Shopping for boots can be a painful, expensive, time consuming process. You’re not just looking for some cheap kicks to wear to the gym. You need a pair of workhorse boots that can stand up to a snowstorm and still look good. Or you’re looking for something dressy that can work with your office slacks. Maybe you’re after a combination of the two, or something completely different.
In any case you’re going to be spending hundreds and hundreds of dollars on these shoes and you need to know you’re making the right buy for your own individual needs. Having grown up in subtropical Australia before moving to Manhattan, I had no idea what to wear when I was facing my first New York blizzard. I needed more than just sneakers and dress shoes. Finding the right pair of boots for me took a ton of research and outreach because just I couldn’t’ find anything like Stridewise.
Want to know how I rate boots? Click here to jump down to the Stridewise review process.
Find Your Perfect Boot
Choosing the right boot shouldn’t be hard. Below are some of the most popular boots I’ve reviewed, broken down by category. And you better believe I’ll keep expanding this page.
Arranged by best value, toughest, most distinctive, and more.
Plain Toe Service Boots
Dayton – Service Boot (Discount available)
Newer American Brands
Helm – Muller Boot (Discount available)
Helm – Zind Boot (Discount available)
Parkhurst – Delaware (Discount available)
Beckett Simonon – Dowler Cap Toe (Discount available)
Sutro – Alder (Discount available)
Boots Over $500
Boots from Abroad
Dayton – Service Boot (Canada) (Discount available)
Viberg – Service Boot (Canada)
Tricker’s – Stow Boot (Great Britain)
Sagara – Legacy IX (Indonesia)
Santalum – Mile 85 (Indonesia)
R.M. Williams – Comfort Craftsman (Australia)
Doc Martens – 1460 (Great Britain)
Meermin – Chestnut Country Calf (Spain)
The Jack Erwin Chester
The R.M. Williams Comfort Craftsman
The Frye Jones Lace Up
I’ve had the pleasure of wearing in dozens of different brands of boots, and unlike a lot of guys online I don’t just slip them on and walk around my carpet. I put these boots through the paces, stomping around Manhattan, running up and down subway stairs, sloshing through storms, the lot.
This results in a lot of the boots on my site looking, well, not quite as pristine and beautiful as the company’s marketing images may suggest. But I don’t just want you to know how a boot looks and feels out of the box, I want you to know how they break in, how the leather holds up to daily wear, and if they quickly develop signs of aging. (Many do.)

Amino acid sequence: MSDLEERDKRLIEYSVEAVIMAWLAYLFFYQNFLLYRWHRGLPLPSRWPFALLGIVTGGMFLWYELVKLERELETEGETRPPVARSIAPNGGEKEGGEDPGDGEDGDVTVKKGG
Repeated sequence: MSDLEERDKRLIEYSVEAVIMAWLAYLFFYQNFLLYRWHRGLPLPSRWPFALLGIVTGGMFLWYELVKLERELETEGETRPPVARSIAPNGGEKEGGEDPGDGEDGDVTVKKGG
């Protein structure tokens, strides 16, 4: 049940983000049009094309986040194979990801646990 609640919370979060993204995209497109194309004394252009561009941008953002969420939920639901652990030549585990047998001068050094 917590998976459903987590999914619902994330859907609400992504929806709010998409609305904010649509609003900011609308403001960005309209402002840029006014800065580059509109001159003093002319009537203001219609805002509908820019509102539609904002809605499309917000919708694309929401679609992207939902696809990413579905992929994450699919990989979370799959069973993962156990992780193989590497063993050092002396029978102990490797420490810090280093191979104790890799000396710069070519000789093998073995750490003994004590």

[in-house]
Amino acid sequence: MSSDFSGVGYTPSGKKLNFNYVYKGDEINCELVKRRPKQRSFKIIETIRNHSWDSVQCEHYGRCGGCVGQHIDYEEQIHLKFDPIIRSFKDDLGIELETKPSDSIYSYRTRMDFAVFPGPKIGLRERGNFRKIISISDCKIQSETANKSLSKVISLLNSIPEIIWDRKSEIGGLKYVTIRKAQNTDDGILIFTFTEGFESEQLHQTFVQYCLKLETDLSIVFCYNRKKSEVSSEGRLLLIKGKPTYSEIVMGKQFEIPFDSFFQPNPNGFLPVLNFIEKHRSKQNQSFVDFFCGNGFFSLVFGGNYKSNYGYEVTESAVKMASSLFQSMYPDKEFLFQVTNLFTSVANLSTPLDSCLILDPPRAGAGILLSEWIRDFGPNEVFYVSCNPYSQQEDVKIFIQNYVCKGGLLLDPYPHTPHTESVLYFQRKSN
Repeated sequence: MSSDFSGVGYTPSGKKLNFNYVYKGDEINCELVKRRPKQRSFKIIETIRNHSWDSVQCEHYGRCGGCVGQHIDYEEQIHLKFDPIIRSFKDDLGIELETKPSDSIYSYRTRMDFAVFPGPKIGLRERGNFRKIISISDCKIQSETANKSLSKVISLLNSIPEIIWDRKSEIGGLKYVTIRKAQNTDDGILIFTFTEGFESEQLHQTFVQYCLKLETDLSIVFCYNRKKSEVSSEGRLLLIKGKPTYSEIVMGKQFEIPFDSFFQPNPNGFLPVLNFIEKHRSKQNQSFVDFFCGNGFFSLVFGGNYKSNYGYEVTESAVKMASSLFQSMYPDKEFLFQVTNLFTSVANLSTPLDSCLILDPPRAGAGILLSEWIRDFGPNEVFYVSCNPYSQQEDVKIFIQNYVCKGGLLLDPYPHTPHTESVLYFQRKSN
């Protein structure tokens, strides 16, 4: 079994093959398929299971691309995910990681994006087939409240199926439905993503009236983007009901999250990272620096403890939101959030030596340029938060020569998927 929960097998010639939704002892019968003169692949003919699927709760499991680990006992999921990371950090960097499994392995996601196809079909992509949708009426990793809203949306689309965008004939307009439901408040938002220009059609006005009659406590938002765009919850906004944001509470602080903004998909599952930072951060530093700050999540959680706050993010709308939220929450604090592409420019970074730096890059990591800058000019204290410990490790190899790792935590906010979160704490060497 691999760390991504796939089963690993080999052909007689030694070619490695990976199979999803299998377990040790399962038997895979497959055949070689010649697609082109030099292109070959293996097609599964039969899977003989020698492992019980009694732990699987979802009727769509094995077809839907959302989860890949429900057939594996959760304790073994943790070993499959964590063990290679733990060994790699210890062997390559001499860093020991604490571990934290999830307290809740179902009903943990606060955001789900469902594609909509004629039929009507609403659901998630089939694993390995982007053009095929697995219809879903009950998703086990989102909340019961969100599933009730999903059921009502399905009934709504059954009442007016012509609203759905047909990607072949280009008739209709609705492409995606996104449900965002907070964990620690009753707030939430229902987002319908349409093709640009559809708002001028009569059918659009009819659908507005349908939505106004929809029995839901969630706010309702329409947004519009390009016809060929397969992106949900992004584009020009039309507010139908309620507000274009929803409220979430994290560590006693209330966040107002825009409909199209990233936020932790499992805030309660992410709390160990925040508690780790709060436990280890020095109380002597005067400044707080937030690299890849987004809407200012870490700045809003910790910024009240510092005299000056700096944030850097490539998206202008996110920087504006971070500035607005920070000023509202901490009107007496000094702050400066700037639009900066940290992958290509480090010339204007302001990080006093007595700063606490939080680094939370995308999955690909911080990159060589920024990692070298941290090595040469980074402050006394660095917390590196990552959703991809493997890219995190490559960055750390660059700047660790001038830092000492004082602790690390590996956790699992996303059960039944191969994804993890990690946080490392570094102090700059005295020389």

Every one of my reviews takes the following aspects into account.
Here is where I describe what comes to mind when the boots are fresh out of the box. What’s the aesthetic like? How versatile is it? What’s eye catching? What kind of quality control issues are present?
Through phone calls, e-mails, and online research, I try to learn as much about the leather as I can. Where did it come from, which tannery? Is it full grain? Corrected? What kind of tanning process has been used? What sort of oils and waxes were implemented? Does the color change in different lights? I can’t always get every one of my questions answered, but you’ll learn more than you will on a product’s description page.
Here I cover how the leather will hold up to daily wear. Did it get scratches and dents as I was wearing them in? How will it manage a rainy day or a snowstorm? What does the cleaning, conditioning, and waterproofing process look like and how often does it need to be performed? I always try to get specific product recommendations from the boot companies, whether it’s your trusty Venetian Shoe Cream or some decidedly less vegetarian-friendly products like mink or neatsfoot oil.
“Leather or rubber” doesn’t cut it. If it’s leather, how quickly does it scratch? How flexible is it? How’s the groundfeel, how does the grip change over time? If it’s rubber, are we talking about Dainite, Vibram, or something else? I also find out about the other layers in the sole — some have one, some have five or more — and I investigate the pros and cons of how the upper is attached to the sole. Is it a resolable Goodyear welt, a dressy Blake, or something else? I’ll search your sole.
FIT & SIZING
Let’s be honest: you never really know how a shoe is going to fit until you try it. A shoe size seems like something that should be universal, but as someone who has comfortably fit into everything from a 12 to a 10, I know that boot lovers need more context to a brand’s sizing than just a number. Here is also where I discuss break in, the arch support, the instep, heel slip, and everything else that has to do with what may be the most important component of your boot: comfort.
Just because I like your boot doesn’t mean I think I should pay $700 for it. Materials and construction are the most important aspects to weigh here but you also need to take into account comfort, durability, and place of origin — I’m not saying “Made in China” is bad, but it shouldn’t cost the same as a similar shoe made in the U.S.
I live and breathe boots and I want you to get the best one for your individual needs. Your feet are in good hands.
Disclaimer: To keep the lights on, some (not all) of my reviews contain affiliate links. That simply means that if you click the link and make a purchase, I may receive a small commission for sending you there. This does not cost you any extra money whatsoever, it just means the origin of the sale is tracked back to Stridewise.